Support Local Journalism. Join Riverfront Times Press Club.

The Bill to Play with Skill 

It's impossible to overstate the importance of Bill Evans to the vocabulary of modern jazz piano. In addition to being a composer and leading his own formidable trio, he played on Miles Davis' Kind of Blue — as well as on another masterpiece, Oliver Nelson's The Blues and the Abstract Truth. Evans' expansion of the keyboard's possibilities within jazz was akin to Cézanne's revolution in post-Impressionist painting: Color and contour were never the same. Webster University's Faculty Jazz Ensemble pays tribute to the man with "A Simple Matter of Conviction: The Music of Jazz Pianist Bill Evans," a program of Evans compositions at 7 p.m. in Webster University's Moore Auditorium (470 East Lockwood Avenue; 314-968-7487), followed by a screening of the 1966 documentary The Universal Mind of Bill Evans. Admission is $10 at the door, or free to Webster students with valid school ID.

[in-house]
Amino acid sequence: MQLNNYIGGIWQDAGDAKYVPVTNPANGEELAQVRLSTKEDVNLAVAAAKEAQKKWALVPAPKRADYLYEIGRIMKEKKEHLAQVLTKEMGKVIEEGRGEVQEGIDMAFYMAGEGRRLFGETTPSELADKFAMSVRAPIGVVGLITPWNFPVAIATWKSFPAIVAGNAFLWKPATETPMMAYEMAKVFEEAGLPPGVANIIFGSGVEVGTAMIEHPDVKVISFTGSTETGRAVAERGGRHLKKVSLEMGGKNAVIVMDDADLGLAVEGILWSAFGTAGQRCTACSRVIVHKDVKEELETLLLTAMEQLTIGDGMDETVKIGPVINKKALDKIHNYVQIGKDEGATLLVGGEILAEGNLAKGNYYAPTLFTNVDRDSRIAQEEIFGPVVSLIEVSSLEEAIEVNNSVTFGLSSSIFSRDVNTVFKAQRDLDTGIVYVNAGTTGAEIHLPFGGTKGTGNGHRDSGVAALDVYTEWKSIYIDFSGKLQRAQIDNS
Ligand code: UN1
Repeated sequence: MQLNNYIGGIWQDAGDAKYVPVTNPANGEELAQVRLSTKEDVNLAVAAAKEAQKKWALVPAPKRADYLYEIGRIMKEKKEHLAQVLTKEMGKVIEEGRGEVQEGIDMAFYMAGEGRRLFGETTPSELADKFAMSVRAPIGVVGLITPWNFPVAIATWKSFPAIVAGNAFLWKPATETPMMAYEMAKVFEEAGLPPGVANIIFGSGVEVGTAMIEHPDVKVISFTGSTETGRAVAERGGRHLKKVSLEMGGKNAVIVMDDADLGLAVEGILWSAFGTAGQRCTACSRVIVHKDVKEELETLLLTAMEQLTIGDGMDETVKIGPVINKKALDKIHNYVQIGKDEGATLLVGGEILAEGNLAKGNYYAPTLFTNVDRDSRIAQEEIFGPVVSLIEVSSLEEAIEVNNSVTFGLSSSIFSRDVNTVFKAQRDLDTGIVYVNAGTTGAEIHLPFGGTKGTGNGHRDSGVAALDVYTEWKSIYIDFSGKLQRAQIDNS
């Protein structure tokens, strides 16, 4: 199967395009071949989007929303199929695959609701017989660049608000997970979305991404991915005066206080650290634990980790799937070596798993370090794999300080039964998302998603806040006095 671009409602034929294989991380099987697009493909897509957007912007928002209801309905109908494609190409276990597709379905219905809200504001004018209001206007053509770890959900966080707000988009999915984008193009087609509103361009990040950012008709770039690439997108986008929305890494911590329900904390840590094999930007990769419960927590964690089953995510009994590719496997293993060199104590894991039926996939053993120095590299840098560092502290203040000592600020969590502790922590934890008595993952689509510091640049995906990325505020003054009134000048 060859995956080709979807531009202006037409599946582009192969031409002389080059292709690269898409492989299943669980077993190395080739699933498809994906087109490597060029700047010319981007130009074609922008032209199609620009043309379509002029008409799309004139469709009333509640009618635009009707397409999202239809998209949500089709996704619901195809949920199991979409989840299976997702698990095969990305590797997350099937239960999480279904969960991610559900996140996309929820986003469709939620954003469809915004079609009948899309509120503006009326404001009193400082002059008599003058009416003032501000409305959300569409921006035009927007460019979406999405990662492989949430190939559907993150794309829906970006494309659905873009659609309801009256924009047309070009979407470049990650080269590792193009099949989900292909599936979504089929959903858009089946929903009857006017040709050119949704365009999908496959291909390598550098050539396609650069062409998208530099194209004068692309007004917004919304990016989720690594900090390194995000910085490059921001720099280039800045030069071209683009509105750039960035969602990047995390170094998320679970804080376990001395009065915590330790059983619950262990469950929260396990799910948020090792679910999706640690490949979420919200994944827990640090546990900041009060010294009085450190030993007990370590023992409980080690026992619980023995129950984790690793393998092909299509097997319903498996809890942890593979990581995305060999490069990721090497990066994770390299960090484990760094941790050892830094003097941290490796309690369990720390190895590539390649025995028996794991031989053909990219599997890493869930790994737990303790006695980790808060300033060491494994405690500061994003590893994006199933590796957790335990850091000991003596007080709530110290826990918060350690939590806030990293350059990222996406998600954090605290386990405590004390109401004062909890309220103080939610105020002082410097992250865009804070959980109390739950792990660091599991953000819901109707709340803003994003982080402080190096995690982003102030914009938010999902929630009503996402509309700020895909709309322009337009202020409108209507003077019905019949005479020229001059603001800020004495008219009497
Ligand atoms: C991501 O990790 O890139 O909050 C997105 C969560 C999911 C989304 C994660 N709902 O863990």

Mon., April 10

Support Local Journalism.
Join the Riverfront Times Press Club

Local journalism is information. Information is power. And we believe everyone deserves access to accurate independent coverage of their community and state. Our readers helped us continue this coverage in 2020, and we are so grateful for the support.

Help us keep this coverage going in 2021. Whether it's a one-time acknowledgement of this article or an ongoing membership pledge, your support goes to local-based reporting from our small but mighty team.

Join the Riverfront Times Club for as little as $5 a month.

Latest in Night & Day

More by Alex Weir

Read the Digital Print Issue

January 19, 2022

View more issues

Newsletters

Never miss a beat

Sign Up Now

Subscribe now to get the latest news delivered right to your inbox.

Best Things to Do In St. Louis

© 2022 Riverfront Times

Website powered by Foundation